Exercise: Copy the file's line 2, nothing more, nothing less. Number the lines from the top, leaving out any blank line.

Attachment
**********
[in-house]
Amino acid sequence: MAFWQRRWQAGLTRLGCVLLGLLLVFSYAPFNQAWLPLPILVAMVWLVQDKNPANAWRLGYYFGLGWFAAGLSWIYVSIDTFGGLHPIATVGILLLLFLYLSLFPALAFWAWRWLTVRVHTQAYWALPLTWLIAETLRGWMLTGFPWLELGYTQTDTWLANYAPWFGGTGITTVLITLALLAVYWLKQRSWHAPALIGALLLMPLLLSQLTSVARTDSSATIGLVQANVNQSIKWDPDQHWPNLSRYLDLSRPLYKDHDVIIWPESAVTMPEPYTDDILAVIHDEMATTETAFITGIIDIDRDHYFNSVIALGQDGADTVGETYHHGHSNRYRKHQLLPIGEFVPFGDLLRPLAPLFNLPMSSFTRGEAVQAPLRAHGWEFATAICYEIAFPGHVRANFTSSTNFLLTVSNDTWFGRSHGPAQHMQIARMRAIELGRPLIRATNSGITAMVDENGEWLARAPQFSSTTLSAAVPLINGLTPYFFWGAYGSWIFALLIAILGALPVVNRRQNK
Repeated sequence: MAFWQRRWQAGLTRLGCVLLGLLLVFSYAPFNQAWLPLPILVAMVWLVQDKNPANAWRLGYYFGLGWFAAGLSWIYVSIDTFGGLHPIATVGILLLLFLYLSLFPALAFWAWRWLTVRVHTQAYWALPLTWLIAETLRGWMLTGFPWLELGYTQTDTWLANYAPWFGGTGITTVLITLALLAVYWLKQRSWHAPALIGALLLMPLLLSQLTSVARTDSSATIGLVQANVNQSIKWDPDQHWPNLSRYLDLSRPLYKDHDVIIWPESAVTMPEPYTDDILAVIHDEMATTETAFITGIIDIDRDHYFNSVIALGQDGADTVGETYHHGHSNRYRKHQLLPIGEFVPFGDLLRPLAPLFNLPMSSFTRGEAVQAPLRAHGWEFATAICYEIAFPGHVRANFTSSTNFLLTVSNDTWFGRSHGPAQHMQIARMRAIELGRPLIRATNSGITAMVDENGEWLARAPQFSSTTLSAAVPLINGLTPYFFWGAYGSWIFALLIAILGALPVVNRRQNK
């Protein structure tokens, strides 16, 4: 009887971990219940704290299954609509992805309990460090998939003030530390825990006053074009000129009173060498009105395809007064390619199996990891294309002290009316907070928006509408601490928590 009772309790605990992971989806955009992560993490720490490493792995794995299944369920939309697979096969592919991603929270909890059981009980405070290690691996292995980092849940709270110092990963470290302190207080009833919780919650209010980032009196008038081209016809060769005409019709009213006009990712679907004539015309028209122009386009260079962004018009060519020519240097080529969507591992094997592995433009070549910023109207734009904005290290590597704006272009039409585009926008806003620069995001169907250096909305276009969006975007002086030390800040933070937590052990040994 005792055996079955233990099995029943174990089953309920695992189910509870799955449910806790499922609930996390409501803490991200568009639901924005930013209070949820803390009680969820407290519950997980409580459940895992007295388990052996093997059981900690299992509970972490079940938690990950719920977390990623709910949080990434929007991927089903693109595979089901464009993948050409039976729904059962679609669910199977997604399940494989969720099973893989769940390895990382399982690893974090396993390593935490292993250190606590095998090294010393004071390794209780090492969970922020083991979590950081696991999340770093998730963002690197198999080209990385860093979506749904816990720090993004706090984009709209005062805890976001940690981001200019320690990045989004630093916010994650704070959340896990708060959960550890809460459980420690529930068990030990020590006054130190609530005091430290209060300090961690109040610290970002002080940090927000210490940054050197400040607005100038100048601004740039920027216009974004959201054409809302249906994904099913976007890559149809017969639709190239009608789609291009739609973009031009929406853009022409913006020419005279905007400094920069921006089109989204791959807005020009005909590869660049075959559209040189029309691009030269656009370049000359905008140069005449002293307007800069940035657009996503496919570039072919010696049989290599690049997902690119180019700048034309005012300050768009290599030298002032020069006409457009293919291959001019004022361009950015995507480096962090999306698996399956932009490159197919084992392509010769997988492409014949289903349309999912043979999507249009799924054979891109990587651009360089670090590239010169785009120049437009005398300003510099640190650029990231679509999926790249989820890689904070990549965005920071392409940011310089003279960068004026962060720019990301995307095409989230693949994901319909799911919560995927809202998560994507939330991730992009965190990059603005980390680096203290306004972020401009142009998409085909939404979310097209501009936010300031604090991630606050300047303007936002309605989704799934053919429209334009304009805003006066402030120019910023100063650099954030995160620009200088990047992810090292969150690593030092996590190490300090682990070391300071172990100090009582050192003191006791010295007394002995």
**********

Amino acid sequence: MAFWQRRWQAGLTRLGCVLLGLLLVFSYAPFNQAWLPLPILVAMVWLVQDKNPANAWRLGYYFGLGWFAAGLSWIYVSIDTFGGLHPIATVGILLLLFLYLSLFPALAFWAWRWLTVRVHTQAYWALPLTWLIAETLRGWMLTGFPWLELGYTQTDTWLANYAPWFGGTGITTVLITLALLAVYWLKQRSWHAPALIGALLLMPLLLSQLTSVARTDSSATIGLVQANVNQSIKWDPDQHWPNLSRYLDLSRPLYKDHDVIIWPESAVTMPEPYTDDILAVIHDEMATTETAFITGIIDIDRDHYFNSVIALGQDGADTVGETYHHGHSNRYRKHQLLPIGEFVPFGDLLRPLAPLFNLPMSSFTRGEAVQAPLRAHGWEFATAICYEIAFPGHVRANFTSSTNFLLTVSNDTWFGRSHGPAQHMQIARMRAIELGRPLIRATNSGITAMVDENGEWLARAPQFSSTTLSAAVPLINGLTPYFFWGAYGSWIFALLIAILGALPVVNRRQNK